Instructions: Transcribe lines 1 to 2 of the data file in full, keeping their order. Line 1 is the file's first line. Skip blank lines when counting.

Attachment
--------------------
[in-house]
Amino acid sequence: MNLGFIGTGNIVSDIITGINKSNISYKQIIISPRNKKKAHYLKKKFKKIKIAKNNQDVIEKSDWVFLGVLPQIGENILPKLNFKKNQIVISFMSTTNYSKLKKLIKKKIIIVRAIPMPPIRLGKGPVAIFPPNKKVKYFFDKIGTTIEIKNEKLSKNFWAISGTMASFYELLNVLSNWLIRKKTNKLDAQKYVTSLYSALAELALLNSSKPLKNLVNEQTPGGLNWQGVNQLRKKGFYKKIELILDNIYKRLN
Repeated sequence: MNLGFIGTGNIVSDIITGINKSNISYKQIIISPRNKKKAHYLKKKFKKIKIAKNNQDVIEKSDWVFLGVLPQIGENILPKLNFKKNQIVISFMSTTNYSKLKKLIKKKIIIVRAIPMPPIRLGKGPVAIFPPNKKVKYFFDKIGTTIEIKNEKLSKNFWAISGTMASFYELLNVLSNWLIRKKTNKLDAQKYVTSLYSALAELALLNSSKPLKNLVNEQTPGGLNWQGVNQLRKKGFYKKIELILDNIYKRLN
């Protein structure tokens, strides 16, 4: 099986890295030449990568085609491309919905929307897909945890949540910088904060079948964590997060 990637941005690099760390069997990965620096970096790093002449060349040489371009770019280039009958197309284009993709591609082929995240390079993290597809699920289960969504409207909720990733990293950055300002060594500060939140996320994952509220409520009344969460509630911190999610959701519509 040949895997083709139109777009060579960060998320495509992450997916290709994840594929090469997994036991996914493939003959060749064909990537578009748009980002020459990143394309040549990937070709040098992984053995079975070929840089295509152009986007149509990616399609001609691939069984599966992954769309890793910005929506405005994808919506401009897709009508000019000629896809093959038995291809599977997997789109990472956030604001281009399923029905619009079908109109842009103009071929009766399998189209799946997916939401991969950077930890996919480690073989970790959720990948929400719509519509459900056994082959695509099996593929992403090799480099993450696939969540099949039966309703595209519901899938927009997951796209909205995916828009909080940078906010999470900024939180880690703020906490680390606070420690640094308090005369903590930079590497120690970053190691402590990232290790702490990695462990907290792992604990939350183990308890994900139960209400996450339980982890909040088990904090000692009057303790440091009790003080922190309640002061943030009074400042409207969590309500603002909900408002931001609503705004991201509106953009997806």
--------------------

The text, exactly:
[in-house]
Amino acid sequence: MNLGFIGTGNIVSDIITGINKSNISYKQIIISPRNKKKAHYLKKKFKKIKIAKNNQDVIEKSDWVFLGVLPQIGENILPKLNFKKNQIVISFMSTTNYSKLKKLIKKKIIIVRAIPMPPIRLGKGPVAIFPPNKKVKYFFDKIGTTIEIKNEKLSKNFWAISGTMASFYELLNVLSNWLIRKKTNKLDAQKYVTSLYSALAELALLNSSKPLKNLVNEQTPGGLNWQGVNQLRKKGFYKKIELILDNIYKRLN